How to Equip Christian High School Students to be Peacebuilders

Do you believe young people are a force for leading movements to change policy and culture, yet also believe churches are notably absent in supporting and mentoring them?


If so, you will enjoy the replay of this timely and thought-provoking discussion with Dr. Beth Corrie. 


Like you, she has seen the students of Marjory Stoneman Douglas High School, Climate Strikers and the originators of the Standing Rock protests and Black Lives Matter movement leading our communities and world into deeper discussions of social justice. But, like you, she has also seen the church not at the forefront, but often in the background. 


Beth takes seriously the capacity of young people and their unwillingness to accept injustice. And she discussed how to integrate new tools and insights into the typical facets of congregational youth ministry so that high school students are empowered to actively establish God's shalom, peace, justice and well-being.




During our time with Beth, we:

  • Explored cultural images of youth matter for our ministry. There is a historical and sociological context for how adults have come to see young people, and the way we see them shapes our work with them. Typically, we see youth as either “Incomplete Adults” or “Precocious Delinquents” and both images tend to push us to want to control young people and keep them from engaging in social justice. If we care about teaching peace with youth, we must first critically examine our assumptions about young people.

  • Learned how congregations can teach peace through implicit as well as explicit practices. There are opportunities to take the typical activities of youth ministry—fellowship, Bible study, Confirmation, mission trips/service projects, worship—and engage students in creative ways that help teach skills like democratic decision making, disagreeing with respect and empathy, sitting with complexity, considering race/class/gender in interpersonal and structural ways, and developing a spirituality that nurtures working for justice and peace for the long haul.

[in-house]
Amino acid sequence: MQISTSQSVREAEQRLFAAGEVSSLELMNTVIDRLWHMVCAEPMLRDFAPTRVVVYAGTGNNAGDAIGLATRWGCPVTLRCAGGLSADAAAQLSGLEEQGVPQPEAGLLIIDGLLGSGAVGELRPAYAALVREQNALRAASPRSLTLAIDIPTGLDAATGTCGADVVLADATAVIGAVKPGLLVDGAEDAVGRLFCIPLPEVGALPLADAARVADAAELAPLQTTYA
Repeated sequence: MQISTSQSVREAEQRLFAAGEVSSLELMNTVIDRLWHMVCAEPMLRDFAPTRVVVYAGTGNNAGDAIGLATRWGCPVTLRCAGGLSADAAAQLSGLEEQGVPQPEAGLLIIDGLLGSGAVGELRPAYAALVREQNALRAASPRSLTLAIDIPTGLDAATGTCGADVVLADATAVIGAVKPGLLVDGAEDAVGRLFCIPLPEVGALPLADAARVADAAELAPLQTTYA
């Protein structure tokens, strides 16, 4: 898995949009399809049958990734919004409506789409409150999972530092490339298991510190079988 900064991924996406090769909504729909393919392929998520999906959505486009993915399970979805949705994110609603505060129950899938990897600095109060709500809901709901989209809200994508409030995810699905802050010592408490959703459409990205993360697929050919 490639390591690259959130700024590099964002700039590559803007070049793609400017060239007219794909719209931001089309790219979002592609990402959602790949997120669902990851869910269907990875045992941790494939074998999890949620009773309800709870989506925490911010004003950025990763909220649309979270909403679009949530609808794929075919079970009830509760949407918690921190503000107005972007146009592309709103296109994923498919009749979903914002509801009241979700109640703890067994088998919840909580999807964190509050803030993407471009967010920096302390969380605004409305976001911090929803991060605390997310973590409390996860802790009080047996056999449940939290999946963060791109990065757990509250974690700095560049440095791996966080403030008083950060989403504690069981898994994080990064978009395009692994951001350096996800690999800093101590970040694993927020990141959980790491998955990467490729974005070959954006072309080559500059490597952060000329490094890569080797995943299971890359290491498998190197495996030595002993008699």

• Re-envisioned what discipleship means and what the role of the church is in the midst of this. If we look at what Jesus DOES, in addition to what he SAYS, we see a teacher who engaged in creative ways of teaching and modeling strategies for building God’s shalom in the world. If we want to be disciples of this Jesus, we need to emulate what he does as well as what he says. The church can be a place for teaching disciples the skills and dispositions for going out into the world to build God’s shalom. The church is not just about coming together for shelter from the world, although that is often needed, but about equipping disciples to go back out into the world.


Why Beth Corrie?

Dr. Beth Corrie is the Associate Professor in the Practice of Youth Education and Peacebuilding and Director of the Religious Education Program at Emory University’s Candler School of Theology. Her teaching draws on commitments to both peace with justice and the education of young people, particularly the development of teaching and ministry that empower people for global citizenship. 


Grab your copy of Beth's latest book, Youth Ministry as Peace Education: Overcoming Silence, Transforming Violence.